The effects of a combined strength and aerobic exercise program on glucose control and insulin action in women with type 2 diabetes

Aristotle University of Thessaloniki, Saloníki, Central Macedonia, Greece
Arbeitsphysiologie (Impact Factor: 2.3). 08/2004; 92(4-5):437-42. DOI: 10.1007/s00421-004-1174-6
Source: PubMed

ABSTRACT The purpose of the present study was to investigate the short- and long-term effects of a combined strength and aerobic training program on glycemic control, insulin action, exercise capacity and muscular strength in postmenopausal women with type 2 diabetes. Nine postmenopausal women, aged 55.2 (6.7) years, with type 2 diabetes participated in a supervised training program for 4 months consisting of two strength training sessions (3 sets of 12 repetitions at 60% one-repetition maximum strength) and two aerobic training sessions (60-70% of maximum heart rate at the beginning, and 70-80% of maximum heart rate after 2 months). Anthropometrical measurements, percentage glycated hemoglobin, a 2-h oral glucose tolerance test, exercise stress testing and maximum strength were measured at the beginning, and after 4 and 16 weeks of the exercise program. Significant reductions were observed in both the glucose (8.1% P<0.01) and insulin areas under the curve (20.7%, P<0.05) after 4 weeks of training. These adaptations were further improved after 16 weeks (glucose 12.5%, insulin 38%, P<0.001). Glycated hemoglobin was significantly decreased after 4 weeks [7.7 (1.7) vs 7.1 (1.3)%, P<0.05] and after 16 weeks [7.7 (1.7) vs 6.9 (1.0)%, P<0.01] of exercise training. Furthermore, exercise time and muscular strength were significantly improved after 4 weeks (P<0.01) as well as after 16 weeks (P<0.001) of training. Body mass and body-mass index, however, were not significantly altered throughout the study. The results indicated that a combined training program of strength and aerobic exercise could induce positive adaptations on glucose control, insulin action, muscular strength and exercise tolerance in women with type 2 diabetes.

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Available from: Konstantinos A Volaklis, May 20, 2014
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    • "Furthermore, comparative studies have shown that the combination of both strength and aerobic exercise results in better adaptations in terms of glucose tolerance and insulin sensitivity than aerobic training alone (Wallace et al. 1997). Data from our laboratory have shown the beneWt of combined strength and aerobic training on insulin action and glycemic control (Tokmakidis et al. 2004). "
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    ABSTRACT: We studied the effects on blood lipids and physical fitness after a training program that combined strength and aerobic exercise in postmenopausal women with type 2 diabetes. Ten patients (55.0 +/- 5.2 years) followed four exercise sessions per week, two strength and two aerobic, and ten (59.4 +/- 3.2 years) served as a control group. Lipid profile, glycated hemoglobin (HbA(1c)), HOMA2 index, exercise stress and muscular testing were assessed at the beginning and after 16 weeks of training program. Exercise training increased significantly HDL-C (17.2%; P < 0.001) and decreased triglycerides (18.9%), HbA(1c) (15.0%), fasting plasma glucose (5.4%), insulin resistance (HOMA2 25.2%) and resting blood pressure (P < 0.01). After 16 weeks of training, exercise time (17.8%) and muscular strength increased significantly (P < 0.001). The results indicated that a combined strength and aerobic training program could induce positive adaptations on lipid profile, glycemic control, insulin resistance, cardiovascular function, and physical fitness in post-menopausal women with type 2 diabetes.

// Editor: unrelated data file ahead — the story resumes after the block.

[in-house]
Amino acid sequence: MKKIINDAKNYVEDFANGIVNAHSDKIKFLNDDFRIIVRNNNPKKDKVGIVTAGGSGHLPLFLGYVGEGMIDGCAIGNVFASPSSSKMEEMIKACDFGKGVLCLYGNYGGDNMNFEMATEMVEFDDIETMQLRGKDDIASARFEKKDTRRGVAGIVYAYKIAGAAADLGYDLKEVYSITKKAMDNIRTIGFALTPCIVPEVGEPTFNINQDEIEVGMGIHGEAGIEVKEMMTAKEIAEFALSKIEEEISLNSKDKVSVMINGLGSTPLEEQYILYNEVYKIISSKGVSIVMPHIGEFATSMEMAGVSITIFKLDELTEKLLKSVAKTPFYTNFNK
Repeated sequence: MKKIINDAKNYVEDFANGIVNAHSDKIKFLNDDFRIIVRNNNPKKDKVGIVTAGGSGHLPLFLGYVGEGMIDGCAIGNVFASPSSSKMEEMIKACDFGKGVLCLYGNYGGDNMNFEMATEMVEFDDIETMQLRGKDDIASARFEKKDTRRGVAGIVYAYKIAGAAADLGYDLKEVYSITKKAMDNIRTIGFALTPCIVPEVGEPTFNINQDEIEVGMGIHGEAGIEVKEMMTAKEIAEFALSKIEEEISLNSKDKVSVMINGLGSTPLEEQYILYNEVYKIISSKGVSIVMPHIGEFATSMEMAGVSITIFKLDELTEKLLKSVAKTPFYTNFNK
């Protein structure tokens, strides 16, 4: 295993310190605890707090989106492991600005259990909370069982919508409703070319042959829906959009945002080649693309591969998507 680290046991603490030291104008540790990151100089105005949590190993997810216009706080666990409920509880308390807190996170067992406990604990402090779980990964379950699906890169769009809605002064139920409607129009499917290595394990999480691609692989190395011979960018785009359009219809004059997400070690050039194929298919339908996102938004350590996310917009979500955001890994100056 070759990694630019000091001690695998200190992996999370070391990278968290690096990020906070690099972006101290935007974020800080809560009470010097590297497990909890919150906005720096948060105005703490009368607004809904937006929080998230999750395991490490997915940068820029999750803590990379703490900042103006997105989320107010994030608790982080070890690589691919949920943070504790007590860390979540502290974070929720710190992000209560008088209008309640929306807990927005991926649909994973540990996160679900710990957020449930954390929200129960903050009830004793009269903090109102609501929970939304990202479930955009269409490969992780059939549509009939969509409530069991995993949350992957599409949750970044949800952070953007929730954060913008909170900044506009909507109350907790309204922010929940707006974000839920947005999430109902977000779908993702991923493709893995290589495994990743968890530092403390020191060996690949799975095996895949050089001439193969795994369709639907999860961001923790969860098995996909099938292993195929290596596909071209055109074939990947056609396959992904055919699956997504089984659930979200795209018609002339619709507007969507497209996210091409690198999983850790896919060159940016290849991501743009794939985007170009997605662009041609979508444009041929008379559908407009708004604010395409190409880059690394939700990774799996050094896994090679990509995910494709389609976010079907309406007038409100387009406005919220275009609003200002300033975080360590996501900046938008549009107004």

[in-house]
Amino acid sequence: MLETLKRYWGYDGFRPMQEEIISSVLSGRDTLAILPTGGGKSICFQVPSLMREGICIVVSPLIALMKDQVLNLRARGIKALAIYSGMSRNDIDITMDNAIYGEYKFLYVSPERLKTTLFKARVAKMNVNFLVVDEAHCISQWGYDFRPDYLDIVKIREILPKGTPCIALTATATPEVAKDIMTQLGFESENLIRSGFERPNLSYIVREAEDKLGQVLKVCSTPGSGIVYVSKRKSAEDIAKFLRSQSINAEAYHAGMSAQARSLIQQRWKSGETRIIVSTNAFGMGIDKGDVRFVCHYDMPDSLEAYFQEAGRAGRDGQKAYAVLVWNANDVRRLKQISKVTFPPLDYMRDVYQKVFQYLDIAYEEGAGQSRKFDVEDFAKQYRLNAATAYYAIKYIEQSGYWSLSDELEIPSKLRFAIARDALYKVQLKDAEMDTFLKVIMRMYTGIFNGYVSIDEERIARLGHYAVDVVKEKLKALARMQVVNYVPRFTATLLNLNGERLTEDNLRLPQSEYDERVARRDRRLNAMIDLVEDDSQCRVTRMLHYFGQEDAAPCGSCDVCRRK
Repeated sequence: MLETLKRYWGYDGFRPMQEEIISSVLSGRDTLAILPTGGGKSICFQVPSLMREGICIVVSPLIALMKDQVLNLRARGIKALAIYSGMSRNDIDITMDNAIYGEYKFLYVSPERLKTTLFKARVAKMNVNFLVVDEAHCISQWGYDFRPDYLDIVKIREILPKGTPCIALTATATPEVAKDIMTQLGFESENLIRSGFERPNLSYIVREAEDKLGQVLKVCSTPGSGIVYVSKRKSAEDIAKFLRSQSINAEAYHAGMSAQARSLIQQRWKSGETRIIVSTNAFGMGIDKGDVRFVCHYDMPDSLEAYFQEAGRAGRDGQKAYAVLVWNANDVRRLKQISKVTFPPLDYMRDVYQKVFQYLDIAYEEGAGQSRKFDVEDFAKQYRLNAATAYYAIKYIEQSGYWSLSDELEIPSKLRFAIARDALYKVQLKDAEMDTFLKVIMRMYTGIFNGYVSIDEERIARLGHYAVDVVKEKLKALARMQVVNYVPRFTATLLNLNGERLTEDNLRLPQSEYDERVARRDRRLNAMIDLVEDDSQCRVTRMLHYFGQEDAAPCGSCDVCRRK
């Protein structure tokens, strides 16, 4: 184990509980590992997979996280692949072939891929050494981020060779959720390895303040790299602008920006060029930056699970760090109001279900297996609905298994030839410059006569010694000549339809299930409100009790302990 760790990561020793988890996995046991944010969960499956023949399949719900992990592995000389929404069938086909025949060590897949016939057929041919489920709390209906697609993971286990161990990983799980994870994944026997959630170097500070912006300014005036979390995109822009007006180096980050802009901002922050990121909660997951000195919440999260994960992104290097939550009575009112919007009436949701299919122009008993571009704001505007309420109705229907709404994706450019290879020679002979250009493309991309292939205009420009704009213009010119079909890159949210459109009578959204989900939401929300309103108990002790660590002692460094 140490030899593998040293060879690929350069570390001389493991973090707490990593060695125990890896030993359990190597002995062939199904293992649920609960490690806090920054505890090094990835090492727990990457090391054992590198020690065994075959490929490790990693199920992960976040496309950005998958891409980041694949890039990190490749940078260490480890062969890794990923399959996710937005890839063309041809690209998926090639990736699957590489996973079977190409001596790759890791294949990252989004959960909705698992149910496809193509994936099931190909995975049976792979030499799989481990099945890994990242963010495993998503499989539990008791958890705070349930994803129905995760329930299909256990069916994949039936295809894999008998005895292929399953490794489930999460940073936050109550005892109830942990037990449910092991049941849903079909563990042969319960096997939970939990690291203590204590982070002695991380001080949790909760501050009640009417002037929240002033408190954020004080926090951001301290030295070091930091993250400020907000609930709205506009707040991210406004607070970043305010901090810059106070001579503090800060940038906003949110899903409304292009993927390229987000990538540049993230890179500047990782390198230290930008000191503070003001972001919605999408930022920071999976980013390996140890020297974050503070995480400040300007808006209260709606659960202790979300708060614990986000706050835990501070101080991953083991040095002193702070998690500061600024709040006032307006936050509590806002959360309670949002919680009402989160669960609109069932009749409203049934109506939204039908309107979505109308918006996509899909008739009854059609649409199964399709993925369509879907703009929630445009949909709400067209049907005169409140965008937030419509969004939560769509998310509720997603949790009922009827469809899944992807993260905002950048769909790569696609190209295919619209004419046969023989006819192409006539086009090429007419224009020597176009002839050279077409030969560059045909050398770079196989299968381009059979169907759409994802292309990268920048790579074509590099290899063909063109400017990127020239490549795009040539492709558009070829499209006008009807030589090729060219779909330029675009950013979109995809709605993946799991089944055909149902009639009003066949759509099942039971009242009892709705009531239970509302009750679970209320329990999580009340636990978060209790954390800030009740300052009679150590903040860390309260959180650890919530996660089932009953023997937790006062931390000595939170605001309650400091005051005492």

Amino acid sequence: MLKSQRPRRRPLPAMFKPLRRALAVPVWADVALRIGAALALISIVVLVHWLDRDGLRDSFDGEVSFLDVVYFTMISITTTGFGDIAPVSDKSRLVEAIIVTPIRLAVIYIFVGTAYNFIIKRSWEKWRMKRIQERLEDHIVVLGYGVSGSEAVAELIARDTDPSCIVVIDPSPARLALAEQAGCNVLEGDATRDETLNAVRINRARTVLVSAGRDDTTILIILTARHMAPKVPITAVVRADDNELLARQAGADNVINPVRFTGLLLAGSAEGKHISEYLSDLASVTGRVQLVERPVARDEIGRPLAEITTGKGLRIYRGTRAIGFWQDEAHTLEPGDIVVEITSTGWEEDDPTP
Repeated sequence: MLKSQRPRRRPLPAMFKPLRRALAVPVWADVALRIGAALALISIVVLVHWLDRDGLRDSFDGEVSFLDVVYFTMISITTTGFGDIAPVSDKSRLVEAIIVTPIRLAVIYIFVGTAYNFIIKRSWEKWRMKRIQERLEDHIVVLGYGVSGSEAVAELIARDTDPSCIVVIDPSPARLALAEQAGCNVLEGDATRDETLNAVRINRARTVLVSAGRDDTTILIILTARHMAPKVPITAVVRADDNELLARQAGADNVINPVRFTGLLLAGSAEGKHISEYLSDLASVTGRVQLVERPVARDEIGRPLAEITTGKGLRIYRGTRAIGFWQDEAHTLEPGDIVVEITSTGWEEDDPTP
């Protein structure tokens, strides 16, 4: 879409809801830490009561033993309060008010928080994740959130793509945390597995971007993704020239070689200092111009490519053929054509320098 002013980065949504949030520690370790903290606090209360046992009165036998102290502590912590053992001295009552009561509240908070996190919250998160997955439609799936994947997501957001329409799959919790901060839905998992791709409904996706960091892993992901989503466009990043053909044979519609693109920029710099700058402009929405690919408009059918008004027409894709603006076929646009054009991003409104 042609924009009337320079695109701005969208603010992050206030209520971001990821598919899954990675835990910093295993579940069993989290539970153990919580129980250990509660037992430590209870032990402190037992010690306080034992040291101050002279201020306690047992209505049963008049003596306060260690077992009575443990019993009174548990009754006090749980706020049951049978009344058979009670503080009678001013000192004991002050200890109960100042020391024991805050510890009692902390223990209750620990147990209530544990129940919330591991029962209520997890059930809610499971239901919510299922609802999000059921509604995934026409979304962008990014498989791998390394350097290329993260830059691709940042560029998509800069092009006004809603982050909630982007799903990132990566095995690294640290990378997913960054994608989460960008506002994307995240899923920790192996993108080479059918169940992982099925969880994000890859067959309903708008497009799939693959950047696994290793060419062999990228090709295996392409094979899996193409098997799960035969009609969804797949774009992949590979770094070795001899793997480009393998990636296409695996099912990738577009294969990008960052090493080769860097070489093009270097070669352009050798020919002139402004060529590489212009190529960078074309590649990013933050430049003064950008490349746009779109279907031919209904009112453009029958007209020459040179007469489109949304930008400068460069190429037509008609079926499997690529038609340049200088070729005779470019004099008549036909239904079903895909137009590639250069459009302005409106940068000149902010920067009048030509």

Arbeitsphysiologie 06/2009; 106(6):901-7. DOI:10.1007/s00421-009-1078-6 · 2.30 Impact Factor
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    • "If allowed to precede unchecked , insulin resistance often leads to increased morbidity and mortality. Anaerobic exercise has recently been recognized to be of potential benefit for the treatment of this condition [1] [2] [3] [4], as progressive resistance training has been found to improve glycemic control, increase skeletal muscle size and strength, while also decreasing visceral and total body fat [5] [6] [7]. Whether insulin resistance affects how muscle responds to resistance training is unknown, but the existence of differences, if present, may help to explain why exerciseinduced skeletal muscle adaptations may differ between normal and diabetic muscle [8] [9] [10]. "
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    ABSTRACT: Increased muscle loading results in the phosphorylation of the 70 kDa ribosomal S6 kinase (p70S6k), and this event is strongly correlated with the degree of muscle adaptation following resistance exercise. Whether insulin resistance or the comorbidities associated with this disorder may affect the ability of skeletal muscle to activate p70S6k signaling following an exercise stimulus remains unclear. Here, we compare the contraction-induced activation of p70S6k signaling in the plantaris muscles of lean and insulin resistant obese Zucker rats following a single bout of increased contractile loading. Compared to lean animals, the basal phosphorylation of p70S6k (Thr389; 37.2% and Thr421/Ser424; 101.4%), Akt (Thr308; 25.1%), and mTOR (Ser2448; 63.0%) was higher in obese animals. Contraction increased the phosphorylation of p70S6k (Thr389), Akt (Ser473), and mTOR (Ser2448) in both models however the magnitude and kinetics of activation differed between models. These results suggest that contraction-induced activation of p70S6k signaling is altered in the muscle of the insulin resistant obese Zucker rat.
    Experimental Diabetes Research 01/2009; 2009:384683. DOI:10.1155/2009/384683 · 3.54 Impact Factor
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